However, those watching from all over the world felt as if they knew him, too. For a spell, time seemed to stand still so we could all be together — to laugh, to cry, to remember. Partisanship took a break. He was bringing people together, even in his final act.
The Bushes have their family for sure; but they are also part of our family. For the past 100 years, there has been a Bush serving this country. President George H.W. Bush’s father, Prescott Bush, served in the U.S. Army from 1917-1919 before later serving in the U.S. Senate from 1952-62.
Most adults today would not know of a time when there wasn’t someone named Bush in the public eye. They have been there for us. The latest generation of that family still is, and they are not assuming roles out of a sense of entitlement, but rather duty, motivated by service.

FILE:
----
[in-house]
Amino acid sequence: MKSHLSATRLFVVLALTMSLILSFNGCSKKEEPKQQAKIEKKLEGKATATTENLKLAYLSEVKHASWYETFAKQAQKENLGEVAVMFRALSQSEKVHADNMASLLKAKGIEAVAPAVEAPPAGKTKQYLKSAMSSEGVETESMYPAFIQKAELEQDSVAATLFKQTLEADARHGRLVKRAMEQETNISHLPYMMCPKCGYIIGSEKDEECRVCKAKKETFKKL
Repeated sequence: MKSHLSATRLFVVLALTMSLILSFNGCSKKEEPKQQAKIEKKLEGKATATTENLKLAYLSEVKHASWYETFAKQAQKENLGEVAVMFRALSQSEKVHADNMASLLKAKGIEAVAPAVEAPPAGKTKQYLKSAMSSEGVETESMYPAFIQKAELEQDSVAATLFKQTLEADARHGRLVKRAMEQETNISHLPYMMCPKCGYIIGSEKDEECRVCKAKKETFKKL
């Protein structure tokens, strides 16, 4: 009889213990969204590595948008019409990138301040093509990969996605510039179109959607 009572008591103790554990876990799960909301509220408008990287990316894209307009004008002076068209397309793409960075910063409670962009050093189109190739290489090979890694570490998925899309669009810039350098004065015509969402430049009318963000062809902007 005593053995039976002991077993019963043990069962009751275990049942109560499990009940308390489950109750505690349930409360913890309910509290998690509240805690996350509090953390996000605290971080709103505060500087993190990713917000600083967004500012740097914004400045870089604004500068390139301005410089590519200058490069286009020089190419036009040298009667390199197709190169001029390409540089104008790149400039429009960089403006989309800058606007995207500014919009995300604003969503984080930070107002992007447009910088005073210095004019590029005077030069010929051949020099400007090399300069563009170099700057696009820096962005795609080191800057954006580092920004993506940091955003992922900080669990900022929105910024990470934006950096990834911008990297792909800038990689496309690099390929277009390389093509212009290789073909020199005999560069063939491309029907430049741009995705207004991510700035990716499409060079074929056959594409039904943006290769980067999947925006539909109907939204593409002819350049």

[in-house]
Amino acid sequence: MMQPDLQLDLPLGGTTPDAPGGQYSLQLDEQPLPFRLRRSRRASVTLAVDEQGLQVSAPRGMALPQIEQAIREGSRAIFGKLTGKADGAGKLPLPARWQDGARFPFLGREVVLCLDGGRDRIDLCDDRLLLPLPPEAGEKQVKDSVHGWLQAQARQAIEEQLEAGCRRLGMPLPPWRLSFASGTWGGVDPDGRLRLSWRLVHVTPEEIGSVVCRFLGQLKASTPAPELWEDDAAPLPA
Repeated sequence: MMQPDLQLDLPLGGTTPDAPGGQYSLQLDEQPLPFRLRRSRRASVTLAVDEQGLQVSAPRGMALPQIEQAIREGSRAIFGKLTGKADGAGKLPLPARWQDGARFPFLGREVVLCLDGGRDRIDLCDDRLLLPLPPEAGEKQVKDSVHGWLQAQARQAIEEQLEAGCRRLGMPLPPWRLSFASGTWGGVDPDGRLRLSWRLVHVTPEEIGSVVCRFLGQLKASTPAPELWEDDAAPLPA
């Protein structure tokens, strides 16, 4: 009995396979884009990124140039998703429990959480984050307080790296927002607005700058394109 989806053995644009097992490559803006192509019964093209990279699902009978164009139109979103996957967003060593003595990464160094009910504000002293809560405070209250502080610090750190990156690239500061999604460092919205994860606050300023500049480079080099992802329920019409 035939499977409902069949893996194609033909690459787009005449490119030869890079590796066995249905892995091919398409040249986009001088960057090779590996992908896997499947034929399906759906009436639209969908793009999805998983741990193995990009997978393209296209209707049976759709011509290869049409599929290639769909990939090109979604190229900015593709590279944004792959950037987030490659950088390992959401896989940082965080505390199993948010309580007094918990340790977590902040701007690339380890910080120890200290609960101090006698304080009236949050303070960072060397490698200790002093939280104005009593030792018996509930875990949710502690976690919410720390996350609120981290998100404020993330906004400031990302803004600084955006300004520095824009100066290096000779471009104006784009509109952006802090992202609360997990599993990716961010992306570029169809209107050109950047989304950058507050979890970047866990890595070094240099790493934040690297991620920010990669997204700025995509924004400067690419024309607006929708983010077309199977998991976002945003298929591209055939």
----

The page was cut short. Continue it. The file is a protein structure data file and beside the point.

This week, as a nation, we were there for them. Whether in one of the grand cathedrals where services were held, paying respects in the Capitol rotunda, lining the streets to salute a passing motorcade, waving at a passing train, or watching the almost nonstop TV coverage from afar, our presence was embracing their kin. As we did so, we were collectively thanking them for their commitment to this wonderful country.
Kenneth Hersh is chief executive of the George W. Bush Presidential Center. He wrote this column for The Dallas Morning News.
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